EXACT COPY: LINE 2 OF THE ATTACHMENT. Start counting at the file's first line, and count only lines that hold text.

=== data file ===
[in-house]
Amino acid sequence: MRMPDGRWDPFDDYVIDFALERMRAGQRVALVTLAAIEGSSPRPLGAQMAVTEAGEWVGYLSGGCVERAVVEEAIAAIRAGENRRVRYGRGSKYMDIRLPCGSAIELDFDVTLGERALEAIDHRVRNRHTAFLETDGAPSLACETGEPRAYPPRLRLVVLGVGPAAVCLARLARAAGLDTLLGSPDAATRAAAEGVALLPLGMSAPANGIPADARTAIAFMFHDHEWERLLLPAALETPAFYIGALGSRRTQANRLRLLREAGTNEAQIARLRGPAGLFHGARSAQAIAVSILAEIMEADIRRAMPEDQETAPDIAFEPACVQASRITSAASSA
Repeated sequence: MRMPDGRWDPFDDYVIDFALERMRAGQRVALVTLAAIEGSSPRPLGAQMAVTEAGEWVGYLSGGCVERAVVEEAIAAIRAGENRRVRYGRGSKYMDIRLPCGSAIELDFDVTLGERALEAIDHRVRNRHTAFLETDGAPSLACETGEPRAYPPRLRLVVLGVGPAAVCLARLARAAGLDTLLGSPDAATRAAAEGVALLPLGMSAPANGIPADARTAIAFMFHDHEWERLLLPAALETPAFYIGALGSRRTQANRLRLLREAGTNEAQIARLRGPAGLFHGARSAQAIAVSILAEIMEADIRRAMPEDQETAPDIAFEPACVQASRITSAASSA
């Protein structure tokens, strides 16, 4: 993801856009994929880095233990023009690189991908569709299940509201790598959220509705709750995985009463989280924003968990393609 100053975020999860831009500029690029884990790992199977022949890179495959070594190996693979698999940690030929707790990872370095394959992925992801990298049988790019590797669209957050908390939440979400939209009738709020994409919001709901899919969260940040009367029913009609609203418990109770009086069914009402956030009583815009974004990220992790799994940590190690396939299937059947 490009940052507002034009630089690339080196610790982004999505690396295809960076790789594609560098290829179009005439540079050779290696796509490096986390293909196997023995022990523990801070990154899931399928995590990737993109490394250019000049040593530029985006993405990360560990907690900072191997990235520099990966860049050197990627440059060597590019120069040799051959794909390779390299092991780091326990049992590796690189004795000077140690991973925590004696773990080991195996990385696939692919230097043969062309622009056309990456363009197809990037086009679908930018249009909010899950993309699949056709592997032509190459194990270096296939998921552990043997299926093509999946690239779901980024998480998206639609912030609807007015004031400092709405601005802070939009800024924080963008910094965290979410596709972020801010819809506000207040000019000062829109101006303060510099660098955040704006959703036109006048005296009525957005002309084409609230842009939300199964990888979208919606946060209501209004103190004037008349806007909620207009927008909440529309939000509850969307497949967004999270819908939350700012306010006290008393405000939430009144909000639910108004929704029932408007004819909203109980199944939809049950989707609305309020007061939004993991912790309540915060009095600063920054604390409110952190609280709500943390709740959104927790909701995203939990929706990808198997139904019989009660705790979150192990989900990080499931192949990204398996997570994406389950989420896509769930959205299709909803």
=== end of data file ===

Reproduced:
Amino acid sequence: MRMPDGRWDPFDDYVIDFALERMRAGQRVALVTLAAIEGSSPRPLGAQMAVTEAGEWVGYLSGGCVERAVVEEAIAAIRAGENRRVRYGRGSKYMDIRLPCGSAIELDFDVTLGERALEAIDHRVRNRHTAFLETDGAPSLACETGEPRAYPPRLRLVVLGVGPAAVCLARLARAAGLDTLLGSPDAATRAAAEGVALLPLGMSAPANGIPADARTAIAFMFHDHEWERLLLPAALETPAFYIGALGSRRTQANRLRLLREAGTNEAQIARLRGPAGLFHGARSAQAIAVSILAEIMEADIRRAMPEDQETAPDIAFEPACVQASRITSAASSA